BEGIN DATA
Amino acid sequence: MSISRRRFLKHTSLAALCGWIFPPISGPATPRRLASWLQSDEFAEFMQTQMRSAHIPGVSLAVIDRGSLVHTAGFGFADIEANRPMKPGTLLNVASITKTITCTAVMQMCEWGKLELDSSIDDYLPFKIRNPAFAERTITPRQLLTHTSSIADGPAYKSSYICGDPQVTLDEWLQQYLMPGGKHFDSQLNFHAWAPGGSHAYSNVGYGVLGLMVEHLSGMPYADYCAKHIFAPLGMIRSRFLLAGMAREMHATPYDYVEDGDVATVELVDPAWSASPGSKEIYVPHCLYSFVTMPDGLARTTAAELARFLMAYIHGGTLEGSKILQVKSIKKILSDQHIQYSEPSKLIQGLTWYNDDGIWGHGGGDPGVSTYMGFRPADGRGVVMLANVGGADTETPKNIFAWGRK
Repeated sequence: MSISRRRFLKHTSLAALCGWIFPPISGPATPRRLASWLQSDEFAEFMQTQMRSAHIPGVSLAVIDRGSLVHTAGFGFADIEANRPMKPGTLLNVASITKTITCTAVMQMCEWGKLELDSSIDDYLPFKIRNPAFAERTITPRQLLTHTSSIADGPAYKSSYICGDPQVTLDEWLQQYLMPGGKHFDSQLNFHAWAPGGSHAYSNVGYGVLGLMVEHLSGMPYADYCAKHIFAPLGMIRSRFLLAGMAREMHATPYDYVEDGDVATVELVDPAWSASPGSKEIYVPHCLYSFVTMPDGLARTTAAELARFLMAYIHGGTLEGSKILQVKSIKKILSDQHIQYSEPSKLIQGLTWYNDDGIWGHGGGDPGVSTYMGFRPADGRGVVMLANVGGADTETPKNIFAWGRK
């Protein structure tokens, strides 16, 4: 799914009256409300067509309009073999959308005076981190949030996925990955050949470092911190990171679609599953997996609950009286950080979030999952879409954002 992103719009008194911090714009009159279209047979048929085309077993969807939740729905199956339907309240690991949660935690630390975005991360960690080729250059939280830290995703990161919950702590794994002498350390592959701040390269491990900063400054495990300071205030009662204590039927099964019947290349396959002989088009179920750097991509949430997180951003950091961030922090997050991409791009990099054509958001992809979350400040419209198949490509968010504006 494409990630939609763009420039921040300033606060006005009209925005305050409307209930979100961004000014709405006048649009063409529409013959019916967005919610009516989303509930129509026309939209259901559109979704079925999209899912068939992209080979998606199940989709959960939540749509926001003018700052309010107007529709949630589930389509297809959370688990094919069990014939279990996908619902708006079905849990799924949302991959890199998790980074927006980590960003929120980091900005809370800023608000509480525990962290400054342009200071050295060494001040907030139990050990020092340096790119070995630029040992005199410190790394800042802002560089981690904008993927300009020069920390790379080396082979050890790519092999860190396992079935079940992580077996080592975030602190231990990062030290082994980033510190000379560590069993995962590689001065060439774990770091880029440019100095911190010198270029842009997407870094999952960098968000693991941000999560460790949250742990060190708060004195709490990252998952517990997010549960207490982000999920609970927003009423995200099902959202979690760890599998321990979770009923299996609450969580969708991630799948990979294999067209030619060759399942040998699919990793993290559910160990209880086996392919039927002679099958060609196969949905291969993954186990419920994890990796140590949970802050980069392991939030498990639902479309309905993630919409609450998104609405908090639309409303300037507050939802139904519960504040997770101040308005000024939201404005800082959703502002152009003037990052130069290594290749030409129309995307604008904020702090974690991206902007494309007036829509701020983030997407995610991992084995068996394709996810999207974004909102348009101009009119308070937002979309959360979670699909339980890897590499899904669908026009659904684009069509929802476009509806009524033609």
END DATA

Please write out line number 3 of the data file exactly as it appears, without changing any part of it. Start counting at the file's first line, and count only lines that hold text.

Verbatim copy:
């Protein structure tokens, strides 16, 4: 799914009256409300067509309009073999959308005076981190949030996925990955050949470092911190990171679609599953997996609950009286950080979030999952879409954002 992103719009008194911090714009009159279209047979048929085309077993969807939740729905199956339907309240690991949660935690630390975005991360960690080729250059939280830290995703990161919950702590794994002498350390592959701040390269491990900063400054495990300071205030009662204590039927099964019947290349396959002989088009179920750097991509949430997180951003950091961030922090997050991409791009990099054509958001992809979350400040419209198949490509968010504006 494409990630939609763009420039921040300033606060006005009209925005305050409307209930979100961004000014709405006048649009063409529409013959019916967005919610009516989303509930129509026309939209259901559109979704079925999209899912068939992209080979998606199940989709959960939540749509926001003018700052309010107007529709949630589930389509297809959370688990094919069990014939279990996908619902708006079905849990799924949302991959890199998790980074927006980590960003929120980091900005809370800023608000509480525990962290400054342009200071050295060494001040907030139990050990020092340096790119070995630029040992005199410190790394800042802002560089981690904008993927300009020069920390790379080396082979050890790519092999860190396992079935079940992580077996080592975030602190231990990062030290082994980033510190000379560590069993995962590689001065060439774990770091880029440019100095911190010198270029842009997407870094999952960098968000693991941000999560460790949250742990060190708060004195709490990252998952517990997010549960207490982000999920609970927003009423995200099902959202979690760890599998321990979770009923299996609450969580969708991630799948990979294999067209030619060759399942040998699919990793993290559910160990209880086996392919039927002679099958060609196969949905291969993954186990419920994890990796140590949970802050980069392991939030498990639902479309309905993630919409609450998104609405908090639309409303300037507050939802139904519960504040997770101040308005000024939201404005800082959703502002152009003037990052130069290594290749030409129309995307604008904020702090974690991206902007494309007036829509701020983030997407995610991992084995068996394709996810999207974004909102348009101009009119308070937002979309959360979670699909339980890897590499899904669908026009659904684009069509929802476009509806009524033609």